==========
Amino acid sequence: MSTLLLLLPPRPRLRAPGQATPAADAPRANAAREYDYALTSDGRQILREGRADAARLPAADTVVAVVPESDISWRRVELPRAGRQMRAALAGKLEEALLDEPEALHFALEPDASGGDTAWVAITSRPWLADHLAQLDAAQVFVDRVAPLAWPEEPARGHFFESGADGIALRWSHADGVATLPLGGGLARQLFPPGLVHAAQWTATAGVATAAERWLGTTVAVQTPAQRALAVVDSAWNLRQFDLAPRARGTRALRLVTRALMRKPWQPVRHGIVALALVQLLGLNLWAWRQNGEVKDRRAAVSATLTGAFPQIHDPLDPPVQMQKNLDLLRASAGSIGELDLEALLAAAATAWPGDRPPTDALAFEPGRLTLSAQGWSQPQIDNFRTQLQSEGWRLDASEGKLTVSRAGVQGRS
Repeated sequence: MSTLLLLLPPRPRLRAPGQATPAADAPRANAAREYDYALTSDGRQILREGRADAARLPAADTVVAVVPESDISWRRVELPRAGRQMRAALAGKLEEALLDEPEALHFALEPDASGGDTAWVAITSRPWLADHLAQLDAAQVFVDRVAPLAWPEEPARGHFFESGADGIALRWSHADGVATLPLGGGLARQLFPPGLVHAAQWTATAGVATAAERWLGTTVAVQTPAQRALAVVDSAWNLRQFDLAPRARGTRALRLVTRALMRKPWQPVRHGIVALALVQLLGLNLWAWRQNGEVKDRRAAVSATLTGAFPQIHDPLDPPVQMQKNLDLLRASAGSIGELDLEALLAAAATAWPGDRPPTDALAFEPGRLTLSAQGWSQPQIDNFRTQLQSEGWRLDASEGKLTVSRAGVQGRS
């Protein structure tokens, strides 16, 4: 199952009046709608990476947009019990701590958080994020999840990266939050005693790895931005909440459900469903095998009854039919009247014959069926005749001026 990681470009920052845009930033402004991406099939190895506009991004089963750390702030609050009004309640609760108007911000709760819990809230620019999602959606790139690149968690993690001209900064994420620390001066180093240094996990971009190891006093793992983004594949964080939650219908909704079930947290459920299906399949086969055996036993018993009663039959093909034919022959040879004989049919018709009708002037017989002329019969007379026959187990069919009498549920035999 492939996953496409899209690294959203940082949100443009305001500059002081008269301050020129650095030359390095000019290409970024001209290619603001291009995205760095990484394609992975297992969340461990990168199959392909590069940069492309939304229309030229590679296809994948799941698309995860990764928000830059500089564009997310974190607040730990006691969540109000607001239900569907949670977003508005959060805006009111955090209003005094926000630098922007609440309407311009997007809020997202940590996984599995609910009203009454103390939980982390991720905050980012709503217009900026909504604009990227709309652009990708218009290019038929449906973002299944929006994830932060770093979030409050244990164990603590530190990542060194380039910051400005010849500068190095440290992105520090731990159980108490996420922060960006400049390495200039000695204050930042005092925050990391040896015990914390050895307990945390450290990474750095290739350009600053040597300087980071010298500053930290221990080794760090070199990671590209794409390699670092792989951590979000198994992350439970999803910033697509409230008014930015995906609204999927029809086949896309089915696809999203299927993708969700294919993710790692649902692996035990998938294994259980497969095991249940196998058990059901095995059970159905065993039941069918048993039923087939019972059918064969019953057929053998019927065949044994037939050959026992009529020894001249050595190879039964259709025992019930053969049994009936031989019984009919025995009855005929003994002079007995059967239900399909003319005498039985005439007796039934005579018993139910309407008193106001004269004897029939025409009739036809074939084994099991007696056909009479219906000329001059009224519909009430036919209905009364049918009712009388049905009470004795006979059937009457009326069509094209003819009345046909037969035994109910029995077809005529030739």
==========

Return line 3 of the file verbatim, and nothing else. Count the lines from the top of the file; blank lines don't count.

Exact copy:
């Protein structure tokens, strides 16, 4: 199952009046709608990476947009019990701590958080994020999840990266939050005693790895931005909440459900469903095998009854039919009247014959069926005749001026 990681470009920052845009930033402004991406099939190895506009991004089963750390702030609050009004309640609760108007911000709760819990809230620019999602959606790139690149968690993690001209900064994420620390001066180093240094996990971009190891006093793992983004594949964080939650219908909704079930947290459920299906399949086969055996036993018993009663039959093909034919022959040879004989049919018709009708002037017989002329019969007379026959187990069919009498549920035999 492939996953496409899209690294959203940082949100443009305001500059002081008269301050020129650095030359390095000019290409970024001209290619603001291009995205760095990484394609992975297992969340461990990168199959392909590069940069492309939304229309030229590679296809994948799941698309995860990764928000830059500089564009997310974190607040730990006691969540109000607001239900569907949670977003508005959060805006009111955090209003005094926000630098922007609440309407311009997007809020997202940590996984599995609910009203009454103390939980982390991720905050980012709503217009900026909504604009990227709309652009990708218009290019038929449906973002299944929006994830932060770093979030409050244990164990603590530190990542060194380039910051400005010849500068190095440290992105520090731990159980108490996420922060960006400049390495200039000695204050930042005092925050990391040896015990914390050895307990945390450290990474750095290739350009600053040597300087980071010298500053930290221990080794760090070199990671590209794409390699670092792989951590979000198994992350439970999803910033697509409230008014930015995906609204999927029809086949896309089915696809999203299927993708969700294919993710790692649902692996035990998938294994259980497969095991249940196998058990059901095995059970159905065993039941069918048993039923087939019972059918064969019953057929053998019927065949044994037939050959026992009529020894001249050595190879039964259709025992019930053969049994009936031989019984009919025995009855005929003994002079007995059967239900399909003319005498039985005439007796039934005579018993139910309407008193106001004269004897029939025409009739036809074939084994099991007696056909009479219906000329001059009224519909009430036919209905009364049918009712009388049905009470004795006979059937009457009326069509094209003819009345046909037969035994109910029995077809005529030739």